Amazon has had a rocky ride in video games. Ever since it announced its intention to move from mobile and Facebook games into more traditional triple-A releases back in 2014, there was a sense of mystery around its first big release.
Amazon’s first big announcement that it was barrelling into the games indstry had all of the right stuff: the megacompany brought in Clint Hocking (Splinter Cell), Kim Swift (Portal), and even Eric Nylund (best known for several Halo novels and writing the first Gears of War game). It made a supergroup of developers, and the world’s eyes were trained on the studio. And then… nothing.
Eventually – after a few false starts – Amazon has come good with New World, and for Amazon’s vice president of games studios, Christoph Hartmann, the success feels good. For its first week, New World was the top title on Steam and, at the time of writing, it’s the fifth most-played game of all time on the platform by concurrent users. This is a pretty big deal. In spite of this, and with 25 years of development under his belt, Hartmann – with credits on just about everything – is feeling humble.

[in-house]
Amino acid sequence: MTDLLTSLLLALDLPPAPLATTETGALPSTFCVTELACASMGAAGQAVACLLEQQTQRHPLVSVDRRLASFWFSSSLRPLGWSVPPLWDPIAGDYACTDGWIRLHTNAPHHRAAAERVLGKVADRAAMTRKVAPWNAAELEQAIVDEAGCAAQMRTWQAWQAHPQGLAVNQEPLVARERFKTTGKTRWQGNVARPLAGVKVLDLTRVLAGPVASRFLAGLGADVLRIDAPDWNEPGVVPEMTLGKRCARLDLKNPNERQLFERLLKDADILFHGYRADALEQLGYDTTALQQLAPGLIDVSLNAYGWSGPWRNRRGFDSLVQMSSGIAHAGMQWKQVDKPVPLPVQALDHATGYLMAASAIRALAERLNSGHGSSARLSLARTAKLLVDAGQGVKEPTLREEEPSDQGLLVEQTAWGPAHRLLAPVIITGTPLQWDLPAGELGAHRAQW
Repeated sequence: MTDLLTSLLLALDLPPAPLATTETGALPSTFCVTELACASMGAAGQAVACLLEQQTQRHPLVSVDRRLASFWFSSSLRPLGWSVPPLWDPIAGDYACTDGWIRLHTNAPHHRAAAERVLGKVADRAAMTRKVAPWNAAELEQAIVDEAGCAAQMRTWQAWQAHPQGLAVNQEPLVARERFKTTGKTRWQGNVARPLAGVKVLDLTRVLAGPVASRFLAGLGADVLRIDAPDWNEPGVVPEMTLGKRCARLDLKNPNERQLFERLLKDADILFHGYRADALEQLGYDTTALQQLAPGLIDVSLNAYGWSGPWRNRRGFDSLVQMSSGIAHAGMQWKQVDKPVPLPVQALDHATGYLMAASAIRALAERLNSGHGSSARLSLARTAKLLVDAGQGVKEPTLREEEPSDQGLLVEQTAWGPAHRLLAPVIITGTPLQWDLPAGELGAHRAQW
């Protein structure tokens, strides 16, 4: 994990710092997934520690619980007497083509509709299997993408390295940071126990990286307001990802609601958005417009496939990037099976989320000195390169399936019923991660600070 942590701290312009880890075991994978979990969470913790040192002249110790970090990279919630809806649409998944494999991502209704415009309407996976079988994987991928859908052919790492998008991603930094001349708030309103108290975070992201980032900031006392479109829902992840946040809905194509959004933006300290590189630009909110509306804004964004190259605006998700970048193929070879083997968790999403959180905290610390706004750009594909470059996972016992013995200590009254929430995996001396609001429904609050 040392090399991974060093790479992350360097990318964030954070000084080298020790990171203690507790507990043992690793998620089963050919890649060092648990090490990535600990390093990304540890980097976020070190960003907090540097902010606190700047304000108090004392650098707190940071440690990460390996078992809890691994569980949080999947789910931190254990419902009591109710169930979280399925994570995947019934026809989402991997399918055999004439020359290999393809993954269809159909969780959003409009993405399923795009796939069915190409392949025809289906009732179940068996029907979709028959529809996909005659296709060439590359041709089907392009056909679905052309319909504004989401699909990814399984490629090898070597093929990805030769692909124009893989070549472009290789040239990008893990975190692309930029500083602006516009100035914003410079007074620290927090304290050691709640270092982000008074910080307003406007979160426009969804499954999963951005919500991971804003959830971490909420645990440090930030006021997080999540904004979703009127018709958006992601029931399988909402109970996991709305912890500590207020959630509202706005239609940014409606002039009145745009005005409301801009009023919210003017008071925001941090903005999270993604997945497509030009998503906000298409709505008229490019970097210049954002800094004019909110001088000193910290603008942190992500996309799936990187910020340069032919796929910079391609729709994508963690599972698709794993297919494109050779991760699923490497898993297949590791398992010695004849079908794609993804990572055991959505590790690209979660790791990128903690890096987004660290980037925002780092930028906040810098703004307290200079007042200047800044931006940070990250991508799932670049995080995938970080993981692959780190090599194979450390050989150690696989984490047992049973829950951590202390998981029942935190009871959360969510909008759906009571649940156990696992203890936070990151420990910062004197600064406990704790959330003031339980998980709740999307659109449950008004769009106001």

“I’ve had some hits and I’ve had some failures and you get – over the years – you get very humble if something works,” says Hartmann. “It’s more like, ‘oh my god, I’m glad it works’ but ‘oh my god, what’s next for us?’”
Or what’s behind you, when it comes to Crucible. Amazon’s Crucible was released in May 2020. In June 2020, it got pulled back into closed beta. By the end of 2020, it was no more. [Editor’s note: Crucible was great, though]. For Hartmann, this doomed 12-month dance between release and testing was a valuable lesson.
“That’s one of the lessons out of Crucible,” says Hartmann. “Don’t go and do what everyone else does because everyone else went for battle royale shooters, because there was Fortnite, there was PUBG. It’s exactly the wrong thing we did there. That was my first year. The decision had already been taken, and also when [development started on Crucible], there was no Fortnite. You know, it wasn’t just copycat. Many people had the same idea at the same time.”